Despite these limitations, developing prediction models from data that are routinely collected is a first step towards informing clinicians and programme managers about patients at risk of unfavourable outcomes. Previous studies in India have looked at patients’ demographic and clinical characteristics in isolation and have described whether these variables are independently associated with unfavourable outcomes. By contrast, our study derived a mathematical equation, which can be used to estimate the probabilities of unfavourable outcomes for patients at the time of ATT initiation. This is an improvement over previous studies as it allows for a more tailored approach to care, such as more frequent monitoring of patients or more focused nutrition supplementation. That said, the model developed is not yet ready to be used in clinical or public health practice. As a next step, the model needs to be validated on an independent sample of patients to assess the model performance. This process is also known as “validation” of model using an external sample  and could be done using a cohort of TB-HIV patients enrolled in the year 2016. Depending on the performance of the model in this external cohort of patients, the model may be considered for clinical or programmatic use.
In addition to the model, there were notable findings from this study that have important public health implications. First, this study shows that in 43% of the cases, HIV was detected subsequent to TB diagnosis, suggesting that routine HIV testing among TB patients remains important for identification of new HIV cases. However, 16% of TB patients registered for treatment under RNTCP in Delhi during 2015 did not have a documented HIV test result, indicating missed opportunities to detect new HIV cases. These findings call for re-examining strategies for early detection of HIV in key populations to allow for early initiation of ART and early initiation of either ATT or isoniazid preventive therapy to prevent TB altogether.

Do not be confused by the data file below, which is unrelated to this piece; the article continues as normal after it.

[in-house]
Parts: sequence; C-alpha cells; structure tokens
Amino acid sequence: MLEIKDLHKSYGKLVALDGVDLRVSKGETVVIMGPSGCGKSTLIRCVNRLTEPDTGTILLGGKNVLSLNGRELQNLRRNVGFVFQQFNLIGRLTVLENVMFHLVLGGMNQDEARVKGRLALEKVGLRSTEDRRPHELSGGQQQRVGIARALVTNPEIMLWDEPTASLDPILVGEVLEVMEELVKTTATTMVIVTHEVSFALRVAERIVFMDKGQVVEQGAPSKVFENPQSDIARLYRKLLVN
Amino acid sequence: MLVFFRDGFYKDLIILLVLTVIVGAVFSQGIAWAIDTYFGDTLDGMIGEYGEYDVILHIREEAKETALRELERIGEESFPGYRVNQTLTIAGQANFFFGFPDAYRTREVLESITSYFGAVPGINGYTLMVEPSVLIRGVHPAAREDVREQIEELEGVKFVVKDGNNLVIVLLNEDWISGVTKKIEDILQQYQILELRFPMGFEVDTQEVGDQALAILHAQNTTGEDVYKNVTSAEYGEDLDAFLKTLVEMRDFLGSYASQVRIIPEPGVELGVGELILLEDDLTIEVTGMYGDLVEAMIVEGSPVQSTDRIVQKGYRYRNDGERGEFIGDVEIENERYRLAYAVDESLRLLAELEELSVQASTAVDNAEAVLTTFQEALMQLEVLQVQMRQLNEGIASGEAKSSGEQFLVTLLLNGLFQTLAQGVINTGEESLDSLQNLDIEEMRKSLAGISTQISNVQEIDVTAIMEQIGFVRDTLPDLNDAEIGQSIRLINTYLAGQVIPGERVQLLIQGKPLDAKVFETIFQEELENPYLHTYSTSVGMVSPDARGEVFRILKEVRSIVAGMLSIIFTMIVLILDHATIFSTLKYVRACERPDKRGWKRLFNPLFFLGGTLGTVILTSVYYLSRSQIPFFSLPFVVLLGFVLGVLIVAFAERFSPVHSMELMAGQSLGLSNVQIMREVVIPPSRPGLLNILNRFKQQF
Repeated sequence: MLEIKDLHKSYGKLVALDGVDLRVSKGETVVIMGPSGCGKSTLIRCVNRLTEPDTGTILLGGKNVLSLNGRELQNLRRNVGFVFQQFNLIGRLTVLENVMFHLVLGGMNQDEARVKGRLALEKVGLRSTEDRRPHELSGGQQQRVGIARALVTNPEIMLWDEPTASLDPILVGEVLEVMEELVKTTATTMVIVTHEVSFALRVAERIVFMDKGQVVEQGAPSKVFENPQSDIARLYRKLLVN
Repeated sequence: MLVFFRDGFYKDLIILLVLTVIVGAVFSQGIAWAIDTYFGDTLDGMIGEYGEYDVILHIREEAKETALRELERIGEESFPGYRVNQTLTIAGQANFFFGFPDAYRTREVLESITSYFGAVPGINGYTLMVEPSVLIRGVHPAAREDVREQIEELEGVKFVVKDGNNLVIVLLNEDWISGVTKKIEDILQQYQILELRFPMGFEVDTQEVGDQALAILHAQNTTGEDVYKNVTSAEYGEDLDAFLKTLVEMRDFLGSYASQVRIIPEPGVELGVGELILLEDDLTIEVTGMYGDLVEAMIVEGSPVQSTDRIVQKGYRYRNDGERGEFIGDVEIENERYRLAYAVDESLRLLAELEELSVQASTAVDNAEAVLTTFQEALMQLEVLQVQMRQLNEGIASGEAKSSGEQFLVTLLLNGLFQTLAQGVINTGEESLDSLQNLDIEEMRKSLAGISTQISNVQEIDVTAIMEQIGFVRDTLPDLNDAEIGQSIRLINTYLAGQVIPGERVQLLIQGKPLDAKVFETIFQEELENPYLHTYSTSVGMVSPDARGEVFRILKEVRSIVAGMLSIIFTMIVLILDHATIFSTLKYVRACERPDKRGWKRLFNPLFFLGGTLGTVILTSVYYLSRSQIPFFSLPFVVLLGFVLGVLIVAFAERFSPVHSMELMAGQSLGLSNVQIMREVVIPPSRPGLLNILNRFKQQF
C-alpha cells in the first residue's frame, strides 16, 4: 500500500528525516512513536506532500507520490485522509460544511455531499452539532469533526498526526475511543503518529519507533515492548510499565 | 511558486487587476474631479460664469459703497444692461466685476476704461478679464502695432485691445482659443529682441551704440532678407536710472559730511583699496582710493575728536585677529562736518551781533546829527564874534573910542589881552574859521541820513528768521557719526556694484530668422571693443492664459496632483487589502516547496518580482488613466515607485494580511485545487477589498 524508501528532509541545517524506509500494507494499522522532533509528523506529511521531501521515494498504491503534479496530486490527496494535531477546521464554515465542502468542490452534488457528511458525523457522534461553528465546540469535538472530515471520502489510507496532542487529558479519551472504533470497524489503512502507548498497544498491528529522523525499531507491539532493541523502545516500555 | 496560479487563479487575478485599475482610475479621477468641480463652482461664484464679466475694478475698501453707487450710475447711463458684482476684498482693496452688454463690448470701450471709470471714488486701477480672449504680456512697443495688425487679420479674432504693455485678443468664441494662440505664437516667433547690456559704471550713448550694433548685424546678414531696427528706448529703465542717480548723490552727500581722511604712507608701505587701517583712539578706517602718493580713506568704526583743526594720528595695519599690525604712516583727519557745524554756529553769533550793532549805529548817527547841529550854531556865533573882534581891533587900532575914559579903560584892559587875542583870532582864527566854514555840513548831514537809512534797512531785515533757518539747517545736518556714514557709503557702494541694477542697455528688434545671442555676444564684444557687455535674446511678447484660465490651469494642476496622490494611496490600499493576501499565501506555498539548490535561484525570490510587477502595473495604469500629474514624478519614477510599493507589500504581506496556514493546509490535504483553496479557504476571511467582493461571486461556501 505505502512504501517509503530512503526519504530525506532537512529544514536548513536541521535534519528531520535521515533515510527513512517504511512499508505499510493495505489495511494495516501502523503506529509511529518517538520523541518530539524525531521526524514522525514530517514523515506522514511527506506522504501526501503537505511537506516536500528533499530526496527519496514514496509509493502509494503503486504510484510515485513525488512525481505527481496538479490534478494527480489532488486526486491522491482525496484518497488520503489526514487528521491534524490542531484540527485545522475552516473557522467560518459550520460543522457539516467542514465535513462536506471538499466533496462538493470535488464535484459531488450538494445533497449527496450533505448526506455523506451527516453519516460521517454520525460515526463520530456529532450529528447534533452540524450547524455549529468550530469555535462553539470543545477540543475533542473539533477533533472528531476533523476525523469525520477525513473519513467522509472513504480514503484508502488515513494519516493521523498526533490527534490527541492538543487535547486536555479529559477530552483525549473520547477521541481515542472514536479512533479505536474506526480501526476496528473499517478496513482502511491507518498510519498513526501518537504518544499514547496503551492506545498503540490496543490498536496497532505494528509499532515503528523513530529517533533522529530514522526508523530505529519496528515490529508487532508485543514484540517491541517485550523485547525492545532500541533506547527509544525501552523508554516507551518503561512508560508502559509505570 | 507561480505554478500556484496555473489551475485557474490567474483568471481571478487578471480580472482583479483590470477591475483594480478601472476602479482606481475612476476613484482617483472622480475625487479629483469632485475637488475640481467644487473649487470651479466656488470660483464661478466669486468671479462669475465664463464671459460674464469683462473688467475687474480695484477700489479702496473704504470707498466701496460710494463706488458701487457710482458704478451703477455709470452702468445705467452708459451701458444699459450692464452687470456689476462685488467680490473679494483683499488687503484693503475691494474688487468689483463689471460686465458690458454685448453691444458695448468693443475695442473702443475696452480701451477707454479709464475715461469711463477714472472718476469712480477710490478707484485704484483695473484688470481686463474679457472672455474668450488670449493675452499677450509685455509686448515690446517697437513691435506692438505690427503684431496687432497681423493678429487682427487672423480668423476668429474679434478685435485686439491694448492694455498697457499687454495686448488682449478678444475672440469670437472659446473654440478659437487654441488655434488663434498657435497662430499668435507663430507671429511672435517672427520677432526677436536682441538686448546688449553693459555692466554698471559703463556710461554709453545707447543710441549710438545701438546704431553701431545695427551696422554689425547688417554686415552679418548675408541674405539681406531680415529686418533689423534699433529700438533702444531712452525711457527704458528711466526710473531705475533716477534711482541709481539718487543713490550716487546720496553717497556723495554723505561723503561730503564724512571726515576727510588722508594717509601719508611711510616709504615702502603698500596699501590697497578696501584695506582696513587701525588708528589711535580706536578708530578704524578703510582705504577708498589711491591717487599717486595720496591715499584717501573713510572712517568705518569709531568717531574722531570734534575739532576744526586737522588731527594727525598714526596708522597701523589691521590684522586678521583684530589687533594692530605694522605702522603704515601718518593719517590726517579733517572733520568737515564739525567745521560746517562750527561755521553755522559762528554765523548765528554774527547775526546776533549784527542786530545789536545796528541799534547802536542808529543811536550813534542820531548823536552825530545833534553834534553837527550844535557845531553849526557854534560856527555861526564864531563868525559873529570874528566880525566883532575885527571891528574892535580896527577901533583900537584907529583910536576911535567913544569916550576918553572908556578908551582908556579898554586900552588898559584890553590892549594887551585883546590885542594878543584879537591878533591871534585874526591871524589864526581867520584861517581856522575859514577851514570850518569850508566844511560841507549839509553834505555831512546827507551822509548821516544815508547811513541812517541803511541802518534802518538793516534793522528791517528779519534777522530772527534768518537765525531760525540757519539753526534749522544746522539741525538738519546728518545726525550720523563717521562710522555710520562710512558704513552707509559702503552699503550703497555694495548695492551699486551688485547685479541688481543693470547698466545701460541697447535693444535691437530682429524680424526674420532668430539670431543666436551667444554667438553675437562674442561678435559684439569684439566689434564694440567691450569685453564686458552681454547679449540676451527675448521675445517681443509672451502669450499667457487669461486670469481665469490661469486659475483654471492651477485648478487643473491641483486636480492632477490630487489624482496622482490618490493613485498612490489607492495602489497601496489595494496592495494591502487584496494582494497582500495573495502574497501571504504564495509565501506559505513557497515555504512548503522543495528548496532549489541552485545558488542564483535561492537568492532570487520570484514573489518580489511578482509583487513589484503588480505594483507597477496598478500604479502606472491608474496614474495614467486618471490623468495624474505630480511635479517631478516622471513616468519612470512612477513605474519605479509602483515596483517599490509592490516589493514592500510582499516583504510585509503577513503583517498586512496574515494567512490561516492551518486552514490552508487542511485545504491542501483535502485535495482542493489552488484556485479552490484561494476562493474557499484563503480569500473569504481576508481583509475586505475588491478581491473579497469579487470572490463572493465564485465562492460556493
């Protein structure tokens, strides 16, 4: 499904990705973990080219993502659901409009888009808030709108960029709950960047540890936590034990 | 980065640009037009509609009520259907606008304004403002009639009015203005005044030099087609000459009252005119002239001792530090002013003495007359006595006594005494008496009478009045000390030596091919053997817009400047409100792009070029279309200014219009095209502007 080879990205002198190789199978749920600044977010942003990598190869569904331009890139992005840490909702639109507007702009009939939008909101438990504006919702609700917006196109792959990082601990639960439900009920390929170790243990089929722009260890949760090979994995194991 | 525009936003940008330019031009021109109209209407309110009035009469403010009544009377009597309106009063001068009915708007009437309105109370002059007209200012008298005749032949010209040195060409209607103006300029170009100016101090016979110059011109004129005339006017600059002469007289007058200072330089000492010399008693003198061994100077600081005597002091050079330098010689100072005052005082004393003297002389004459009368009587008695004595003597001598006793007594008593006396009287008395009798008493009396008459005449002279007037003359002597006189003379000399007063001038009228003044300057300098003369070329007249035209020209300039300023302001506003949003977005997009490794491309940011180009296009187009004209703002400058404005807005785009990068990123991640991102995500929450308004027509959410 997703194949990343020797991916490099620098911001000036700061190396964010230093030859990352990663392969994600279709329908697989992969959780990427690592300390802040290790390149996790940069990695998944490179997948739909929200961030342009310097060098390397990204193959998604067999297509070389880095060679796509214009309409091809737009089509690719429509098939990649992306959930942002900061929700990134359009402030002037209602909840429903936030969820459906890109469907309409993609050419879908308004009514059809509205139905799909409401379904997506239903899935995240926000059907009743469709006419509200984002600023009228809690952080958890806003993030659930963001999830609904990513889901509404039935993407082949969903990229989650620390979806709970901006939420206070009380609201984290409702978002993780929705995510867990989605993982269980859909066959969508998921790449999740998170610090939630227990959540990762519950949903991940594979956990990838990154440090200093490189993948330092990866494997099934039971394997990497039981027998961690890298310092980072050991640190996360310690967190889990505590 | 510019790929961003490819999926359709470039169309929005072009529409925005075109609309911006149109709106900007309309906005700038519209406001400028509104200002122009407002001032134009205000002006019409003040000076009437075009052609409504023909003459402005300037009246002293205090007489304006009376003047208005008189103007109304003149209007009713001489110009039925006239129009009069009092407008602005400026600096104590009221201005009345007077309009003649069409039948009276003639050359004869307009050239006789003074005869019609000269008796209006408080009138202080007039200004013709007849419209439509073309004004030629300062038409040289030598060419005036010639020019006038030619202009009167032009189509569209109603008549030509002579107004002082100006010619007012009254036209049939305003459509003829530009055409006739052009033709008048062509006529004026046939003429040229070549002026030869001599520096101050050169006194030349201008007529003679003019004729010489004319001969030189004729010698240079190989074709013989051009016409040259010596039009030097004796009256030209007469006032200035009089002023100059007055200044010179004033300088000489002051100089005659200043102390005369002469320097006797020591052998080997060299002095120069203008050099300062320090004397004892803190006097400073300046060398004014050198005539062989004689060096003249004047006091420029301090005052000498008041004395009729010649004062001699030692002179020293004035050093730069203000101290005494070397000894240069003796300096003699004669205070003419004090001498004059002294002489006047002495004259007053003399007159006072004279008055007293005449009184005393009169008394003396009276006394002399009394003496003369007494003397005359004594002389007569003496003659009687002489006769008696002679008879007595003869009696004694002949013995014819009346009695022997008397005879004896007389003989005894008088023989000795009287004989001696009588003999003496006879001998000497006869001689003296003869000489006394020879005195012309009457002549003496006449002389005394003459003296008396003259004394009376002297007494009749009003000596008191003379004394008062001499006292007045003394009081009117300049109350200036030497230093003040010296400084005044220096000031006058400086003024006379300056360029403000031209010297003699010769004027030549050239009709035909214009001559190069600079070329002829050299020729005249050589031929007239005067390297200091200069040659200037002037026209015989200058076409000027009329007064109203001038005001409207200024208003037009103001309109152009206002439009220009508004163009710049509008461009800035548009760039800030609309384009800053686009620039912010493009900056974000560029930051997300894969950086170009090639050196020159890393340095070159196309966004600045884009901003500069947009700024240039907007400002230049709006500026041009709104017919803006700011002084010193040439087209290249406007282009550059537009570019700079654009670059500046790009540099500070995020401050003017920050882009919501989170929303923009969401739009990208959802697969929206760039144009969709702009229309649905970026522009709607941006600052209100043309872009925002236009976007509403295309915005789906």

Second, the overall proportion of patients with favourable TB treatment outcomes in this cohort was 81%, higher than in previous studies conducted in southern India and in tertiary care centers in northern India, where treatment success ranged between 66% and 77% [8,9]. This could be because our study occurred in an era in which ART is widely available compared to earlier studies conducted when ART was not as readily available to patients.
In conclusion, approximately, one in five TB-HIV co-infected patients in Delhi enrolled for treatment under the RNTCP in 2015 had an unfavourable TB treatment outcome. A statistical model with good calibration and discrimination was developed using demographic and clinical data routinely collected by the RNTCP at the time of enrolling patients for TB treatment. This model should be externally validated across multiple years of RNTCP data, then with an independent cohort of TB-HIV patients to assess its performance in Delhi and other areas of India before it is used in clinical and/or programmatic practice to predict unfavourable outcomes among patients co-infected with TB and HIV.
The study was conducted as a part of the ‘TB Operations Research Training Project’ aimed to build operational research capacity within the Government of India’s Revised National Tuberculosis Control Programme (RNTCP). This training project was conceived and implemented jointly by the Central Tuberculosis Division (Directorate General of Health Services, Ministry of Health and Family Welfare, Government of India), the National Tuberculosis Institute (Directorate General of Health Services, Ministry of Health and Family Welfare, Government of India Bangalore, India), the World Health Organization (WHO, India Country Office), the International Union Against Tuberculosis and Lung Disease (The Union, South-East Asia Regional Office, New Delhi, India) and the US Centers for Disease Control and Prevention (CDC; Division of Tuberculosis Elimination, Atlanta, USA).
Disclaimer: The findings and conclusions in this study are those of the authors and do not necessarily represent the official position of the funding agencies.